Of all the players that Bob Huggins has recruited to West Virginia since he took over as head coach in April of 2007, perhaps none has a more impressive pre-college pedigree than the latest prep standout to cast his lot with the Mountaineers.
Earlier this week, Oak Hill Academy guard Bryon Allen became the second player from the Class of 2010 to give Huggins and the Mountaineers a verbal commitment.
By the time he arrives in Morgantown, Allen will have been a three-year starter for head coach Steve Smith's Warriors. To put that in perspective, keep in mind that Oak Hill places a plethora of players in Division I schools each year. The Warriors, annually ranked among the best high school programs in the nation, play a national schedule.
Before coming to Oak Hill, Allen played 15-20 minutes a game for head coach Mike Jones at storied DeMatha High in Hyattsville, Md. When Allen transferred to Oak Hill, the first thing Jones told Smith was that even as a freshman, Allen was always on the court in the fourth quarter when the game was on the line.
With three years under Smith and another under Jones, it's hard to imagine a player being better prepared for college than Allen will be when he sets foot on campus at WVU in 2010.
"He's played an unbelievable schedule in high school," Smith told BlueGoldNews.com on Wednesday afternoon. "He started as a sophomore. He will probably have played 30 some games against Top 25 competition. Obviously that's not the same as playing Top 25 college competition every night, but it's about as close as you can get at this level.
"He's played in two programs (DeMatha and Oak Hill) that are as good as any in the country."
At 6-3 and 210 pounds, Allen already has the body and build that it takes to compete in the rugged Big East on a consistent basis. Smith noted that the junior guard is a weight room warrior. Once he takes the court, Allen puts that strength to good use.
Offensively, the Washington D.C. native uses his strength to get into the lane where he can either pull up for a mid-range jumper, attack the rim, or get the ball to an open teammate under the basket. Oklahoma-bound center Keith "Tiny" Gallon is one of the main benefactors of this latter option.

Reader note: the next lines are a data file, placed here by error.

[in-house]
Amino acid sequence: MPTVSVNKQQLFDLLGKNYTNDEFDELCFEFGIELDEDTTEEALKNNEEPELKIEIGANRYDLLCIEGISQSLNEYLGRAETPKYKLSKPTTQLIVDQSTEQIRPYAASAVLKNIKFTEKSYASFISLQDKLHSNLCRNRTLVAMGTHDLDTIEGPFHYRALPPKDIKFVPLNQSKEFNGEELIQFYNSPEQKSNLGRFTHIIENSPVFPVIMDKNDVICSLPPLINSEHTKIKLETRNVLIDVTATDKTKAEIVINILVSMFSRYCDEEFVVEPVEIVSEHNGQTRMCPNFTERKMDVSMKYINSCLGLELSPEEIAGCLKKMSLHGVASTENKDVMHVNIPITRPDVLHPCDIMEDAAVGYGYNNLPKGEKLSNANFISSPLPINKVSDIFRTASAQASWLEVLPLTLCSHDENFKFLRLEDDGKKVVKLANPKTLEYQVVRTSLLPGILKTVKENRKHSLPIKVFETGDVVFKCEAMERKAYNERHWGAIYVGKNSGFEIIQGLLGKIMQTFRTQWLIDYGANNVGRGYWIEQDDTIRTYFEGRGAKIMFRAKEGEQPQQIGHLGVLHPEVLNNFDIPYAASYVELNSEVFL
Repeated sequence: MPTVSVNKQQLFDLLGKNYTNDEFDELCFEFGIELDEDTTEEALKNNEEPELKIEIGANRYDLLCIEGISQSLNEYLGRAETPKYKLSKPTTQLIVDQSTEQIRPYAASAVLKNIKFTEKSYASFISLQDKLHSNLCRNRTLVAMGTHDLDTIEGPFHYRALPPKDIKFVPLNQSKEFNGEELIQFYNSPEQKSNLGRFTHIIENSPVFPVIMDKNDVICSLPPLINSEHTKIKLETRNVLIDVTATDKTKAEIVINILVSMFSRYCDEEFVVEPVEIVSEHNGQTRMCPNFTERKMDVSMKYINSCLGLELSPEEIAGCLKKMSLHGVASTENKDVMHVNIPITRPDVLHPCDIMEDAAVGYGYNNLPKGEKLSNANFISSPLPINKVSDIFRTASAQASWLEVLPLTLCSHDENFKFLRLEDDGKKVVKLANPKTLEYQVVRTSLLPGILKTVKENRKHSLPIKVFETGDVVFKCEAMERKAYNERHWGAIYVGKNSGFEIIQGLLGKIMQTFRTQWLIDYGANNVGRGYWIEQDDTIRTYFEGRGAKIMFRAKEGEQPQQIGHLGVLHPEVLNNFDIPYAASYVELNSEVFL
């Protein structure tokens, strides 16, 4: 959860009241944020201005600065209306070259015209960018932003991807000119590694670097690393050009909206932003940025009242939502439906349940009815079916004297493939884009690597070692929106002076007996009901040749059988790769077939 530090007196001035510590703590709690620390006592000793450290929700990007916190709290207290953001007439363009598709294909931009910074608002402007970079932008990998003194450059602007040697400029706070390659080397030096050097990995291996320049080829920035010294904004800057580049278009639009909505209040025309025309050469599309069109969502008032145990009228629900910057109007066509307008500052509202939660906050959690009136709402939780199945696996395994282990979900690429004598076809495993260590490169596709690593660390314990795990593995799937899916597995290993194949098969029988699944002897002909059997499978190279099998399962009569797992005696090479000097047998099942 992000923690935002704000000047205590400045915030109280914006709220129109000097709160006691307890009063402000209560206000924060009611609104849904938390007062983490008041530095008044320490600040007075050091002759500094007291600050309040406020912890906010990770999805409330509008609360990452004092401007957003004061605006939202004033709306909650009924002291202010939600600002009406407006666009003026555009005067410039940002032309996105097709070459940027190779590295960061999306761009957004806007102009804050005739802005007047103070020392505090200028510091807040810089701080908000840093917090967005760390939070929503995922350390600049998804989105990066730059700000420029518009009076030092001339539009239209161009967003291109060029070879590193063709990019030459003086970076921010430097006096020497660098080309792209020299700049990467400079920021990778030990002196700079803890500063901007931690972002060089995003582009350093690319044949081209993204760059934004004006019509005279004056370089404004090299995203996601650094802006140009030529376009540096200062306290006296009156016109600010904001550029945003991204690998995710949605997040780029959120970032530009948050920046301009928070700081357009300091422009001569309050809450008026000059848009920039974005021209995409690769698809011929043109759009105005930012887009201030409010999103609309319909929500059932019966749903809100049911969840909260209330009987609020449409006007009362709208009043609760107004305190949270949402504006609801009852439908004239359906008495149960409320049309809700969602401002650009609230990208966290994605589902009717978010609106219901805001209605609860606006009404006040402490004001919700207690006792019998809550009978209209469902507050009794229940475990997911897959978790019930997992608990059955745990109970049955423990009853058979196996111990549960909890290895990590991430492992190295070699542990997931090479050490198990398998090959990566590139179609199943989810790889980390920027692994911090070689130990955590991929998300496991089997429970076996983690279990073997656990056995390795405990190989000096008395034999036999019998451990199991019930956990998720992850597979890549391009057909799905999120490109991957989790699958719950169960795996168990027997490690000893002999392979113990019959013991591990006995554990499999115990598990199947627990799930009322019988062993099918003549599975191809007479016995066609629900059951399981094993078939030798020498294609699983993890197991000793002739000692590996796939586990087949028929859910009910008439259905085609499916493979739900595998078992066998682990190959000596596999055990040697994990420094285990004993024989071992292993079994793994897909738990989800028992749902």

"He likes to attack the basket," Smith said. "He's really strong with the ball. He doesn't get in there and turn it over like some guards. If he gets in the lane, he makes plays."
Defensively, Allen combines his strength with outstanding quickness to keep the opposition from getting into the lane.
"He's athletic," said the longtime Oak Hill head coach. "He's got good quickness and he's strong. He'll bump you without fouling. He's very physical."
At Oak Hill, Allen spends time running the point, playing off the ball, and playing on the wing. His versatility extends to both ends of the court, as the aforementioned strength and quickness allows him to defend players at both guard positions and even a small forward on occasion.
At WVU, Smith sees his prized pupil continuing to play both guard positions, which should give him a chance to get on the floor early and often in his Mountaineer career.
"I think he could play both guard spots," Smith said. "He could play one and two. They've recruited him as that, a combo-type guard. That helps, particularly early in your college career, that you can play more than one position. It benefits your development."
Allen joins Mountain State Academy standout Noah Cottrill on West Virginia's 2010 commit list. Ironically, the duo squared off earlier this season at the Raleigh County Armory with Allen scoring 21 points to lead Oak Hill to the win.
Cottrill scored 27 for the Falcons in the loss, and afterward drew his fair share of praise from Smith. The pair will meet again in a couple of weeks at Oak Hill.
Smith feels that once they get to Morgantown, Allen and Cottrill will fit together quite well for WVU.
"I think they can definitely play together," Smith said. "He's a lot different than Noah. I think Noah is more of a point, but he shoots it well, which you've got to have at that level. I think both of those guys are guys who can go in there and play. I was impressed with (Cottrill) when we played them."
Allen's only weakness at this point, according to his coach, is consistent perimeter shooting. When the Warriors are in transition, Allen's stroke from the outside is fine. When operating in the half court, however, the junior tends to come up short on some of his outside attempts.
Even when that weakness shows itself, it's still easy to find a strength.
"If he's not making them, he'll drive it at the basket," Smith said. "He's smart enough to know that he needs to drive it at the basket if he's 0-8 from three.
"He's really solid," Smith concluded. "He plays on both ends of the court. He takes pride on playing defense as much as playing offense. He's strong, a real solid type of guard. He's a tank. He's over 200 pounds and he's just a junior. He drives it to the basket. He's unselfish. He has a pretty good feel for the game."
Although the beginning of his WVU career is still roughly a year-and-a-half away, chances are that Allen will be ready when he finally goes get to Morgantown, thanks to his prep pedigree and outstanding skill set.
"I think he fits the way they play," Smith said. "They like him because he's a tough guard. Coach Huggins likes toughness. He'll fit in with what they like to do at West Virginia."